Given a family of abelian varieties \pi \colon \mathcal{A} \to S, we define an extension of \mathcal{A} by a vector bundle \mathbb{V} over S to be a short exact sequence of group varieties over S  0 \to \mathcal{V} \to \mathcal{E} \to \mathcal{A} \to 0. A universal vector extension of \mathcal{A} can be defined in the same way as before.

Let us suppose first that S is affine and that the relative tangent sheaf T_{\mathcal{A}^\vee/S} of the dual famiily of abelian varieties is free. In this case we can generalise the approach of the previous two posts to construct the universal vector extension.

We need affineness of S to obtain canonical isomorphisms  \operatorname{Ext}^1(\mathcal{A}, \mathbb{G}_a \times S) \to H^1(\mathcal{A}, \mathcal{O}_{\mathcal{A}}) \to H^0(S, e^* T_{\mathcal{A}^\vee/S}) via the classification of principal \mathbb{G}_a-bundles on \mathcal{A}. More precisely, affineness ensures that H^1(\mathcal{A}_{|U}, \mathcal{O}_\mathcal{A|U}) (for open subsets U \subset S) form a sheaf, and that the zero section e \colon S \to \mathcal{A} can be lifted to every principal \mathbb{G}_a-bundle on \mathcal{A}.

We need the condition that T_{\mathcal{A}^\vee/S} is free in order to choose a basis of global sections for e^* T_{\mathcal{A}^\vee/S}.

Now consider an arbitary base variety S. The smooothness of \mathcal{A}^\vee \to S implies that the T_{\mathcal{A}^\vee/S} is locally free, and so we can cover S by open sets on which the above argument applies. We can use the uniqueness properties of vector extensions to glue together the universal vector extensions obtained on each set in the cover, and obtain a universal vector extension of \mathcal{A}:  0 \to (e^* T_{\mathcal{A}^\vee/S})^\vee \to \mathcal{E}_\mathcal{A} \to \mathcal{A} \to 0.

The Hodge filtration in families

Taking the relative tangent bundles of the above sequence, pulled back along the zero sections, gives a filtered complex vector bundle on S  (e^* T_{\mathcal{A}^\vee/S})^\vee \subset e^* T_{\mathcal{E}_{\mathcal{A}}/S}.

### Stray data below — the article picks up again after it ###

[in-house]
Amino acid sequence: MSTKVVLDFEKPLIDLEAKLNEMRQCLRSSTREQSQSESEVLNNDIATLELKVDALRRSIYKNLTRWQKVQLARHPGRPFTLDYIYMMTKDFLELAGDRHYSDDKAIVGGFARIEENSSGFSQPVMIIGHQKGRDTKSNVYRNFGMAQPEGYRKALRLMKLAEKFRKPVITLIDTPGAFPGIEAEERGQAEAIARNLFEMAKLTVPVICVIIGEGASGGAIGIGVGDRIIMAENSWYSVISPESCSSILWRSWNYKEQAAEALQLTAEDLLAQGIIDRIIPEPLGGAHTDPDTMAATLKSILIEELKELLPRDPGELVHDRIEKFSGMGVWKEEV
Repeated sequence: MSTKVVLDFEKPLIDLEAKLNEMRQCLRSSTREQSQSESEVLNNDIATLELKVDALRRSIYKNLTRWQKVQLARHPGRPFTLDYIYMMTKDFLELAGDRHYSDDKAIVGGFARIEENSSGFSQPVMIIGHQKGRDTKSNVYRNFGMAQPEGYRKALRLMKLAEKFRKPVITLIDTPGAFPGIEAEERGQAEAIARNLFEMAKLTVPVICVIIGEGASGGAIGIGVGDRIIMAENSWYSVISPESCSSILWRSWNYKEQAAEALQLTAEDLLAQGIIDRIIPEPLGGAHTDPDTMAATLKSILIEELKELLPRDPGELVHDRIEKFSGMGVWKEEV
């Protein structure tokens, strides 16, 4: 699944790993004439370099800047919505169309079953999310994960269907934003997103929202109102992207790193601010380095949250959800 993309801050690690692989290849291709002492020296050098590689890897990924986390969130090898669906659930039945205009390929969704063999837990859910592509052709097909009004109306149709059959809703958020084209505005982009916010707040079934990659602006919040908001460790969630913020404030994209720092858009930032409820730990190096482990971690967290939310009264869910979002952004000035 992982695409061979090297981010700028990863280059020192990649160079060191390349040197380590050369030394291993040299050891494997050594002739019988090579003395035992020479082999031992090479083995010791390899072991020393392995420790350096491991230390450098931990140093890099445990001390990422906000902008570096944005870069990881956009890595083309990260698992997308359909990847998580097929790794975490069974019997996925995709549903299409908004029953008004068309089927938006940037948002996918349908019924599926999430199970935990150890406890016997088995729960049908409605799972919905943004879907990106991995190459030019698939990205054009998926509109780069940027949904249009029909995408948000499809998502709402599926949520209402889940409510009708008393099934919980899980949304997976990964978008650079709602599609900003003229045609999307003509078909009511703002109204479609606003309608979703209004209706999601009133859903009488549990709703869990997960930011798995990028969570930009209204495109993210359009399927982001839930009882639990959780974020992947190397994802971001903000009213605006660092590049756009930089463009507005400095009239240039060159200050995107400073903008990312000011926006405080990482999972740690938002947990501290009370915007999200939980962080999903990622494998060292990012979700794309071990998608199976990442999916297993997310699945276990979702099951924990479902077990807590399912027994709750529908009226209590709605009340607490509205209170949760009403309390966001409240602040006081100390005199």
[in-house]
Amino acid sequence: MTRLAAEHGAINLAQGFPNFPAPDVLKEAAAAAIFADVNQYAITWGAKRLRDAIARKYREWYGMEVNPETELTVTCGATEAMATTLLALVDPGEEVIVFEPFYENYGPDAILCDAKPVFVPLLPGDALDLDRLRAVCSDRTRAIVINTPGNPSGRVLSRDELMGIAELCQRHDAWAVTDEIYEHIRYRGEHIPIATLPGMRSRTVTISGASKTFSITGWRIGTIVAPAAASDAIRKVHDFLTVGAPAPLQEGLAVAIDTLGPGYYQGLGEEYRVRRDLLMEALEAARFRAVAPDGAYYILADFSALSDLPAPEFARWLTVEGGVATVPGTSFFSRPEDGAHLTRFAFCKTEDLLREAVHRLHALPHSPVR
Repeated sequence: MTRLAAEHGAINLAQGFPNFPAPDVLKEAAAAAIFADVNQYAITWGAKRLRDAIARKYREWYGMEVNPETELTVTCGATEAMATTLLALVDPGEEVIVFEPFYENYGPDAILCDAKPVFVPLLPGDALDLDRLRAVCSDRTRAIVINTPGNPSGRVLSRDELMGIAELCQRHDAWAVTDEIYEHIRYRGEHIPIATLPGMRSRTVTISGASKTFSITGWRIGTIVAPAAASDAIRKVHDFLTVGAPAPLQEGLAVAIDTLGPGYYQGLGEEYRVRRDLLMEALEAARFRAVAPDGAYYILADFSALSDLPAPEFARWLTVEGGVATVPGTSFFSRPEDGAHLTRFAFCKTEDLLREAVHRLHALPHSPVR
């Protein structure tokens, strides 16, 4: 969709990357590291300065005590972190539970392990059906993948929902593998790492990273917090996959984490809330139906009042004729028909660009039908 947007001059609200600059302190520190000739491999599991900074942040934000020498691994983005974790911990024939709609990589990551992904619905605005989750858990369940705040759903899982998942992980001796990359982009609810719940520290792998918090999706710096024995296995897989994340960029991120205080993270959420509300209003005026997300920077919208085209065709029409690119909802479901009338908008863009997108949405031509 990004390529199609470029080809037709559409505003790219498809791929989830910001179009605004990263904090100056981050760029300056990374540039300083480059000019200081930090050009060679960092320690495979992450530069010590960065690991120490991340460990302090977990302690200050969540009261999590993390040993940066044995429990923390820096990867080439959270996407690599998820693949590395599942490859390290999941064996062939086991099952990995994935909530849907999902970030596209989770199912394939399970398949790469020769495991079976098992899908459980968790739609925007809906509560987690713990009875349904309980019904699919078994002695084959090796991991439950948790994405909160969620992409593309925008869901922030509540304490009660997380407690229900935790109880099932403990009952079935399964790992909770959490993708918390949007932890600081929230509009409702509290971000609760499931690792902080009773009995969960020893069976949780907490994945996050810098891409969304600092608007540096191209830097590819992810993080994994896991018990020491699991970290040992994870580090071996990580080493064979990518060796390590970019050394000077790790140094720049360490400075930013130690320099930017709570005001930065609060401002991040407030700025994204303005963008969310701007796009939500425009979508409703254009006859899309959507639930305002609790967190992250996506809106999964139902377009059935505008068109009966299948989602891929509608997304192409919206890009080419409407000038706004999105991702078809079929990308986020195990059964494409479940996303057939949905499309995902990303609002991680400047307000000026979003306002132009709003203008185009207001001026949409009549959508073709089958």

The fibres of this filtration at s \in S(\mathbb{C}) are  T_0(\mathcal{A}_s^\vee)^\vee \subset T_0(E_{\mathcal{A}_s}) which we already know is canonically isomorphic to the Hodge filtration  H^{0,-1}(\mathcal{A}_s) \subset H_1(\mathcal{A}_s, \mathbb{C}).

Hence we have proved Theorems 1 and 2: the Hodge filtration of \mathcal{A}_s varies algebraically.

Tags abelian-varieties, alg-geom, hodge, maths


  1. Absolute Hodge classes From Martin's Blog

    Let A be an abelian variety over a field k of characteristic zero. For each embedding sigma : k -> C, we get a complex abelian variety A^sigma by applying sigma to the coefficients of equations defining A. Whenever an object attached to A is defined ...

  2. Deligne's theorem on absolute Hodge classes From Martin's Blog

    Today I will outline the proof of Deligne's theorem that Hodge classes on an abelian variety are absolute Hodge. The proof goes through three steps of reducing to increasingly special types of abelian varieties, until finally one reaches a case ...

  3. Periods of abelian varieties From Martin's Blog

    There are a couple of different matrices associated with an abelian variety which are referred to as its period matrix. These matrices relate different choices of bases for the tangent space or H^1 of the abelian variety. In this post I will ...


No comments.

Post a comment

Markdown syntax with embedded LaTeX.
Type LaTeX between dollar signs, and enclose them between backticks to protect it from Markdown.
All comments are subject to moderation before they appear on the blog.